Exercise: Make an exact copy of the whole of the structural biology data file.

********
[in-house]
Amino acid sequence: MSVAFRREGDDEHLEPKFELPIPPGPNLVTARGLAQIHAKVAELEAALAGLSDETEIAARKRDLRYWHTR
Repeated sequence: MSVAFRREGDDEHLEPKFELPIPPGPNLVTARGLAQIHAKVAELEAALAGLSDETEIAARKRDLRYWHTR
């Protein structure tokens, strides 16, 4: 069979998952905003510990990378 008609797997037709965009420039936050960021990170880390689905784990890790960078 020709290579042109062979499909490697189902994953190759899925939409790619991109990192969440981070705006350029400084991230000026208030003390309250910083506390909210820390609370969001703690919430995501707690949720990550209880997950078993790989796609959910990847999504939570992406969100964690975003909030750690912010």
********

[in-house]
Amino acid sequence: MSVAFRREGDDEHLEPKFELPIPPGPNLVTARGLAQIHAKVAELEAALAGLSDETEIAARKRDLRYWHTR
Repeated sequence: MSVAFRREGDDEHLEPKFELPIPPGPNLVTARGLAQIHAKVAELEAALAGLSDETEIAARKRDLRYWHTR
């Protein structure tokens, strides 16, 4: 069979998952905003510990990378 008609797997037709965009420039936050960021990170880390689905784990890790960078 020709290579042109062979499909490697189902994953190759899925939409790619991109990192969440981070705006350029400084991230000026208030003390309250910083506390909210820390609370969001703690919430995501707690949720990550209880997950078993790989796609959910990847999504939570992406969100964690975003909030750690912010």